A report delivered Tuesday to the Sacramento County Board of Supervisors was conducted by three local assistance groups.
It says 218,000 people in the Sacramento area with incomes less than twice the Federal Poverty Level worry about having enough to eat.
Robyn Krock with the group, Valley Vision says food pantries could do a better job communicating healthy food options with people in need.
KROCK: "The nutrition information, the financial education, as well as increasing awareness of all of the resources that are available, so that when a food pantry near somebody is only open one day a month or a week, somebody knows where else they can go."
Krock says there are many reasons people go hungry, some of which include: they don't know where to get help, they don't know how to prepare healthy, inexpensive meals, or they lack transportation.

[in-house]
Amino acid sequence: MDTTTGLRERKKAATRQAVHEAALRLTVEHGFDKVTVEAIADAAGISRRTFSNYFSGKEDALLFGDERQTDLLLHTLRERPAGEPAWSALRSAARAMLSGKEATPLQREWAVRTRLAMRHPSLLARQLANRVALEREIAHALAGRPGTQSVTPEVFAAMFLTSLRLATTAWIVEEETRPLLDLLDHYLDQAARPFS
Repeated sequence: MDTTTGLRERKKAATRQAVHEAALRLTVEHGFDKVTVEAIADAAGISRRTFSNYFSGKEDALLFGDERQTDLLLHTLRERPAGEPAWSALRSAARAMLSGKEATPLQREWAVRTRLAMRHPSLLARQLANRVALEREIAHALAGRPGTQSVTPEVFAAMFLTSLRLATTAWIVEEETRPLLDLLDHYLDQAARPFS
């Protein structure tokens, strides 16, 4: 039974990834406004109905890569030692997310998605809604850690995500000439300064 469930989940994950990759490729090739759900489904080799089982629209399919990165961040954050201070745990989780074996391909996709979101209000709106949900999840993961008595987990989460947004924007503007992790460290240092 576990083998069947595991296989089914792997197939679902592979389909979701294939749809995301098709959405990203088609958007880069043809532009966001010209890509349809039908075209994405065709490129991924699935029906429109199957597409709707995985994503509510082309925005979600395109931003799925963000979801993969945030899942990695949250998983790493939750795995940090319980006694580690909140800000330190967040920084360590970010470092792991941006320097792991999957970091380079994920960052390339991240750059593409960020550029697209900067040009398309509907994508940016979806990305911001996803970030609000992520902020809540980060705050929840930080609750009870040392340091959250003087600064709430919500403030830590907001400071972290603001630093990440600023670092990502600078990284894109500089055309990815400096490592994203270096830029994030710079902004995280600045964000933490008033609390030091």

KROCK: "If you look at transportation issues of getting to grocery stores and people who don't have access to cars, I think that there are… I won't say food deserts, I'll say food swamps, because they are swamped with fast food. They are swamped with unhealthy food that everybody thinks is cheaper, but really isn't."
Valley Vision, Community Link, and the Sacramento Housing Alliance put together the report based on interviews with 500 low-income people and with 30 organizations who provide food for low-income households.
Unemployment was a primary cause of food insecurity of people who were interviewed. Only 19 percent of the people who say they are "food insecure" are employed. The rest receive government assistance.